Christening of a royal baby: Public clamor for view of Princess Charlotte

Story highlights

  • Newest addition to UK throne, Princess Charlotte, will be christened on Sunday in Norfolk
  • Service will be private with close family and friends, but they will greet crowds afterwards

(CNN)On Sunday, a paddock in the English countryside -- more used to stampeding cows than people -- will open its gates to an influx of royal well-wishers hoping to catch a glimpse of the country's newest princess.

Charlotte -- the fourth in line to the UK throne -- is to be christened in the church opposite; St. Mary Magdalene in Sandringham, Norfolk. It will be a private service with close family and friends but afterwards they will come out to greet the crowds.
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    Kensington Palace said: "The Duke and Duchess of Cambridge will be pleased to welcome well-wishers into the paddock outside the church. The Duke and Duchess are hugely grateful for the warm wishes they have received since Princess Charlotte's birth -- many of them from local people in Norfolk -- and are delighted the paddock can be opened on the day of the christening."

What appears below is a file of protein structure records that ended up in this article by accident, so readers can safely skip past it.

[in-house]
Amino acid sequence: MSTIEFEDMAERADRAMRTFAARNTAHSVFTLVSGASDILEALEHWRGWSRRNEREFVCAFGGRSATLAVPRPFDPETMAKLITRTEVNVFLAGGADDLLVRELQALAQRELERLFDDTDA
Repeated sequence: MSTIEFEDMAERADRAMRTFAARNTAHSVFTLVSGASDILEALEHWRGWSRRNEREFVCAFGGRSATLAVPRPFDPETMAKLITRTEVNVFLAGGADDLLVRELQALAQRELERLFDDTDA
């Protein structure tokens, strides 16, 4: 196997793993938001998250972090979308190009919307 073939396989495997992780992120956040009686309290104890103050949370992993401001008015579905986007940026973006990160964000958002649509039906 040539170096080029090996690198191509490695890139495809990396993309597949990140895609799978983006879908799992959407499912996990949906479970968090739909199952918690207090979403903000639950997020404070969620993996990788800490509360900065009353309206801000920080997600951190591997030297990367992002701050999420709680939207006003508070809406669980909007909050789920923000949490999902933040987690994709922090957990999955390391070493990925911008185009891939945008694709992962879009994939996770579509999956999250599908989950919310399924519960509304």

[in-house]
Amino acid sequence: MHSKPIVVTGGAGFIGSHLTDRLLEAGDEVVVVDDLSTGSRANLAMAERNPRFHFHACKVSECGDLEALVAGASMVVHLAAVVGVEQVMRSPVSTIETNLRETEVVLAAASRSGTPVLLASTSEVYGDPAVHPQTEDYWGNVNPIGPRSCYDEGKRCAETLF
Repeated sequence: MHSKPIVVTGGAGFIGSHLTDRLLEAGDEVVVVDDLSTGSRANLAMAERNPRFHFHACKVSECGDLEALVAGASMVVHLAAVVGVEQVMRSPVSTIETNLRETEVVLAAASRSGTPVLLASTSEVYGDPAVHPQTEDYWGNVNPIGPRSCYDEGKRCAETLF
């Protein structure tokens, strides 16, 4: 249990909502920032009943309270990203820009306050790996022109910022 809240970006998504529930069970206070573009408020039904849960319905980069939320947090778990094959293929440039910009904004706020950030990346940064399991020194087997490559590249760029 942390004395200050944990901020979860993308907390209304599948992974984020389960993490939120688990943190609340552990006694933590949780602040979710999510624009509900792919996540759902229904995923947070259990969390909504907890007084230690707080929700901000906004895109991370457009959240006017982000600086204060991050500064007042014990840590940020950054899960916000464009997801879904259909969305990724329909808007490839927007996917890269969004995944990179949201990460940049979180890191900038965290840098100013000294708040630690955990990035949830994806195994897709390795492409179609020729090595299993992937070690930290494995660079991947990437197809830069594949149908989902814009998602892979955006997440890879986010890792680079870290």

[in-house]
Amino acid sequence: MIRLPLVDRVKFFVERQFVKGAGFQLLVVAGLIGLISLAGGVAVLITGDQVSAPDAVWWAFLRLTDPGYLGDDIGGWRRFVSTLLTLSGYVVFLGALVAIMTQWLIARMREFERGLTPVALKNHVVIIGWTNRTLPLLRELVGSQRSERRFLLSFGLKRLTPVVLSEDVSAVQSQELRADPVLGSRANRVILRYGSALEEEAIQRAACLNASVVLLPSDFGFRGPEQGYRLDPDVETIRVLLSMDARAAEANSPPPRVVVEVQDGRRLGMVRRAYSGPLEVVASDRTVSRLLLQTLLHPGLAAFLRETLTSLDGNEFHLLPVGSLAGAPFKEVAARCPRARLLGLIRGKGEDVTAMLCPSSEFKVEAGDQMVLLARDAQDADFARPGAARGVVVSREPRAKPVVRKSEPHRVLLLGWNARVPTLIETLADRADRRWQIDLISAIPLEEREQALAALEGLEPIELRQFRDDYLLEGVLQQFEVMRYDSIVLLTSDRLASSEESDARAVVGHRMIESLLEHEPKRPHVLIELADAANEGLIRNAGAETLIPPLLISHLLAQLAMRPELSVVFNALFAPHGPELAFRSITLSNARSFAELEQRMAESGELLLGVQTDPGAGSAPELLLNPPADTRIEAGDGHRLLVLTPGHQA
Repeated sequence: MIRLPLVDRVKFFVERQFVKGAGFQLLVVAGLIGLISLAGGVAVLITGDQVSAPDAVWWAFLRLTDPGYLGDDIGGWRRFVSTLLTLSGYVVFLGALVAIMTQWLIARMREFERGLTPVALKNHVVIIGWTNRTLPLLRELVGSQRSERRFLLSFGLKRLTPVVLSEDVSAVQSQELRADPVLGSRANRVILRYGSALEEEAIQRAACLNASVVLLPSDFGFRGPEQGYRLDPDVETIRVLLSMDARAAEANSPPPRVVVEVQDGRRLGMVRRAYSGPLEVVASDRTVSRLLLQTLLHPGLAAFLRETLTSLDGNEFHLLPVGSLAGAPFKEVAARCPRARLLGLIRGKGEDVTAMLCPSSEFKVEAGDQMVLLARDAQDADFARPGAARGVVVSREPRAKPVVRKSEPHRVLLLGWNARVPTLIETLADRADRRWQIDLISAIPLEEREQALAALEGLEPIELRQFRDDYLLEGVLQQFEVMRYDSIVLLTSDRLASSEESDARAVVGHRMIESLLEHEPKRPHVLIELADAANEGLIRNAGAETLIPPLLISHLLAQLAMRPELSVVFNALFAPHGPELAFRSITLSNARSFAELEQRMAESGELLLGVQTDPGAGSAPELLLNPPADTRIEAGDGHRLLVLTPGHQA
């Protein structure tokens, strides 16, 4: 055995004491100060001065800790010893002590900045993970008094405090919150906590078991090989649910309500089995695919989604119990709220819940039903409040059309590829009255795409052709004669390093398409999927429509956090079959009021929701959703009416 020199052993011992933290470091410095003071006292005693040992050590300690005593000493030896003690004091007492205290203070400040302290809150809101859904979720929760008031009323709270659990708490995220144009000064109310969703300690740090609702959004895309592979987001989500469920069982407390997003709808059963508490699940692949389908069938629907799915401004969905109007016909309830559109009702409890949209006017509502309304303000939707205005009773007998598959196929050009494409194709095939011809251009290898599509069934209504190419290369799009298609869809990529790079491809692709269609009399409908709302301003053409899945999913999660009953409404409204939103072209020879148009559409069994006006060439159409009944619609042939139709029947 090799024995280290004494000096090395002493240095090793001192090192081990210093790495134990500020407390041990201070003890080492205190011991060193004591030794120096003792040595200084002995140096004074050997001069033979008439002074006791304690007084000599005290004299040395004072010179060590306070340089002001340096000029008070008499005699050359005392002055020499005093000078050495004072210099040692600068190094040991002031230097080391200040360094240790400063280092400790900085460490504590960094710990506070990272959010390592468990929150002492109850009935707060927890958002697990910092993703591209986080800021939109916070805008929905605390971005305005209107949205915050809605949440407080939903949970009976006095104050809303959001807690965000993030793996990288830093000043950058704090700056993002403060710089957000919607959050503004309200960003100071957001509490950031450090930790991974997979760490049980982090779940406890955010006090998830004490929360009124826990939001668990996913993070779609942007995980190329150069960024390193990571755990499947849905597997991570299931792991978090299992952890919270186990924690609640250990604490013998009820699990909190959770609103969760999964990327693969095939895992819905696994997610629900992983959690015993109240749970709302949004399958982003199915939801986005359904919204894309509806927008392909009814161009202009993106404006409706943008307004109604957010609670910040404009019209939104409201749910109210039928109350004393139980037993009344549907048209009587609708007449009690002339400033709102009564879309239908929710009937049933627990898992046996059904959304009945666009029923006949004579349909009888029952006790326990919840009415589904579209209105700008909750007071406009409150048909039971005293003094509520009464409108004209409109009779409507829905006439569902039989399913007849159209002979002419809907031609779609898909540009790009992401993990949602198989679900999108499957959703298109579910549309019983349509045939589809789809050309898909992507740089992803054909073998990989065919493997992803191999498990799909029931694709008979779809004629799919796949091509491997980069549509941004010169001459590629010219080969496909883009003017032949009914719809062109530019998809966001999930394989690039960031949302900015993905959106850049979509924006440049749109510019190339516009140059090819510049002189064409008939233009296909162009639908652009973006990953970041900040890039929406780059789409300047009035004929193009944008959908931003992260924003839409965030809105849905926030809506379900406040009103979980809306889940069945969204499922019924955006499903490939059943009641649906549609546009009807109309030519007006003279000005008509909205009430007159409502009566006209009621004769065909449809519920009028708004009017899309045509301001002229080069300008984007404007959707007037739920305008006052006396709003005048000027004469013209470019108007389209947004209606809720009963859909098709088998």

Princess Charlotte was born at St Mary's Hospital in London in May, after which she made her one and only public outing.
    The local police force, Norfolk Constabulary, is expecting "a large number of well-wishers" who "could be queuing for some time." That could be underplaying it somewhat. History shows that thousands of people turn out for key royal moments, especially those involving the younger royals. For this event, there is an open invitation and with lots of notice so expect people to come from much further afield than the local villages.
    Royal superfans, famous for camping out the night before to guarantee their spot, will have to wait at the gates. Police are warning the paddock will only be opened an hour-and-a-half before the christening. Superintendent Kevin Clarke said: "With this being such a special occasion we are expecting the area to be extremely busy on Sunday and encourage the public to heed our advice so they can enjoy the event safely."
    This is all in stark contrast to Prince George's christening at a chapel in central London where there was no public access. Their father, Prince William, is constantly trying to balance his family's privacy and the public interest. William grew up hounded by the media and is very sensitive to that but also understands his future royal subjects want regular updates on him and his family.
    Media access to Charlotte's christening is restricted. No cameras inside the church so the public is likely to get as good a view as anyone. There will be official pictures taken at the after-party by Mario Testino. The celebrity photographer said: "I am overwhelmed and honored to be chosen to document this occasion and to carry on the documentation of the family that is the soul of this country, a country that has given me so much."